In the next issue, I’m starting to get to use it for fun. Luthor is piloting this thing through Superman’s brain and it’s this big moment of drama, and he’s like looking up and the narration goes “And he looked up into the heart of the multiverse, and suddenly, something looked back!” And then it’s a close up of Batman and it goes “Something very pissed off.” And I get to use the narration even for comic relief at this point. I’m learning that it’s nimble and what I want people to get from this book, honestly, is embedded in the use of that narration. I want it to feel magisterial and grand, but I also want it to feel fun and inclusive. I want you to feel like the Hall of Justice doors are open to you. Your favorite villains are in the Legion of Doom, your favorite heroes are over here. And they are arguing over something that’s about this moment in time.

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Like right now we’re all going into our own camps, whatever political beliefs we have, I feel like we’re getting farther and farther apart. And the challenges we’re facing, there’s hardly any conversation across different camps. And Luthor is like: Exactly! Great! Civilization has been 2,000 years of derailment. We wanna go back to our biology, our DNA. We are villainous and I know because I’ve seen the future. And Martian Manhunter and the Justice League are like, no, we’re better than ourselves. Justice itself is a concept, it doesn’t exist in the natural world. We need to be better and reach across these divides and try and save the multiverse from totally crashing and burning by being self-sacrificing. So they’re locked in this struggle against one another and that narration to me, it’s all one piece. The tone, the crazy packed to the brim mysteries and all of that.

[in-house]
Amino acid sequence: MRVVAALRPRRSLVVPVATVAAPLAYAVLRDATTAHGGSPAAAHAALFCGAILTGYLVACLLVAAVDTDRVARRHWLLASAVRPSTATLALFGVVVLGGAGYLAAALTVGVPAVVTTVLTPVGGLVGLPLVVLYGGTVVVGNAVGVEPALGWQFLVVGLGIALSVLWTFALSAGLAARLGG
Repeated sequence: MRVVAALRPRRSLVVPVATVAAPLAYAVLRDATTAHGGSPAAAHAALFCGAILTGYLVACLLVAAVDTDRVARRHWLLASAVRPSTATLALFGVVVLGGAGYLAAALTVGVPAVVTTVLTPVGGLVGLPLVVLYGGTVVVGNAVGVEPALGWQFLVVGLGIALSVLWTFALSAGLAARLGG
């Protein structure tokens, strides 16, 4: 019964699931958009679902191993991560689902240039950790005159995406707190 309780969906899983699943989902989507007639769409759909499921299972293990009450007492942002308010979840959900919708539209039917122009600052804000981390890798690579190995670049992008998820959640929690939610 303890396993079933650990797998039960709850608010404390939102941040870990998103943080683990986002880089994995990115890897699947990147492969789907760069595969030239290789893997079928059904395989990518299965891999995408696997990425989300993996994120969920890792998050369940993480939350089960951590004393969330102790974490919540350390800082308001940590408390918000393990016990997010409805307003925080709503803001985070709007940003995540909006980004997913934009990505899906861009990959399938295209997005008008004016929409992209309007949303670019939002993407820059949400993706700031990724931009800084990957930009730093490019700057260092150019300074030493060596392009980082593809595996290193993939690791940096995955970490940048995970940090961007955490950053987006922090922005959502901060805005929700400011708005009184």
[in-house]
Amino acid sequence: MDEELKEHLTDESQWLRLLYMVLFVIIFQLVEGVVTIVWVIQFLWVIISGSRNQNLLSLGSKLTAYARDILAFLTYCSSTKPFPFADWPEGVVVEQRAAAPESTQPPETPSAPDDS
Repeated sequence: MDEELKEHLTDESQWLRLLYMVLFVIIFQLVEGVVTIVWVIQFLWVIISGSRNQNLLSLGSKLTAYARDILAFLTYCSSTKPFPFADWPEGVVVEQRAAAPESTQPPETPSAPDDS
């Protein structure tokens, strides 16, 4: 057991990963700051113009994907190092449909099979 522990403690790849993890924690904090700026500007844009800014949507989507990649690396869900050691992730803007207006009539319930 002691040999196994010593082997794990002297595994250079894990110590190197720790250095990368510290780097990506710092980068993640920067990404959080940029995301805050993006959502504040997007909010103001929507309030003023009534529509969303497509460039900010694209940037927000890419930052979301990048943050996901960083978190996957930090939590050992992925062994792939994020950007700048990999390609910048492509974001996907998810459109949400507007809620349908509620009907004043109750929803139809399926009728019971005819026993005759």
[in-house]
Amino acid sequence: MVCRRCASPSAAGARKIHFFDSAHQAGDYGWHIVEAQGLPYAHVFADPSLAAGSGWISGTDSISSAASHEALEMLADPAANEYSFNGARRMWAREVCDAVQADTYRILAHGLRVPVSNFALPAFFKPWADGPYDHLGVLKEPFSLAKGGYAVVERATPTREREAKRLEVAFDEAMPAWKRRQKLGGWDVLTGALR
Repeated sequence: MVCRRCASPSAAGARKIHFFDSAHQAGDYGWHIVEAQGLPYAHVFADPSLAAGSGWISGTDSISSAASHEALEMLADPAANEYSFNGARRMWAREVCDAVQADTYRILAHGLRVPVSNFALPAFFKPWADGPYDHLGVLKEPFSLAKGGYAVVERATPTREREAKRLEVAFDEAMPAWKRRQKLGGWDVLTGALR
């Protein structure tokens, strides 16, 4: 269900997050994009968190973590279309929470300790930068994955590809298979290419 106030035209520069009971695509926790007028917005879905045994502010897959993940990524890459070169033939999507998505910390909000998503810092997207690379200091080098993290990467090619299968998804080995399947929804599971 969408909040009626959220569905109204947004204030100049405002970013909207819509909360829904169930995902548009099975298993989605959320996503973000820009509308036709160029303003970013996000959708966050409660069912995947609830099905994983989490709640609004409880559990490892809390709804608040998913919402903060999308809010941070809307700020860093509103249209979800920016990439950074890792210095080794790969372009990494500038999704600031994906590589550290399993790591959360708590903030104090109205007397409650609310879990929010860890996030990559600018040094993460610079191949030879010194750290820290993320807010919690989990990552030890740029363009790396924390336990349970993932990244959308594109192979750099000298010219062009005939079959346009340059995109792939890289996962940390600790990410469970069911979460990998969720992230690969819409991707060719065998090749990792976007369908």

I want you to open this book and feel like this is everything about comics in one place that I enjoy and scares me and—it’s my opus, dude. I know it sounds really hokey, but I mean it. I’m writing this like if I never wrote another superhero comic afterward, I could leave this one on the table and be like you know, that was incredible.

Justice League is released bi-monthly, so hop on that if you aren’t already reading. In a few years, I think people are gonna look back at this run the way we look at Snyder’s Batman now.

Reading Justice League? Find BNP’s other reviews here.

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  • Morgan Hampton

    Staff Writer

    Morgan Hampton is a writer--OH MY GOD I CAN ACTUALLY SAY THAT NOW. *ahem* Excuse me, sorry for that outburst. As I was saying, Morgan Hampton is a writer currently living in San Francisco with an obsession for all things nerd (except Medieval stuff. Get outta here with that mess), and a passion to represent the underrepresented. He's an aspiring comic book writer so catch him in the funny pages some time before the apocalypse. He holds a B.A. in Creative Writing from SFSU so he's broke.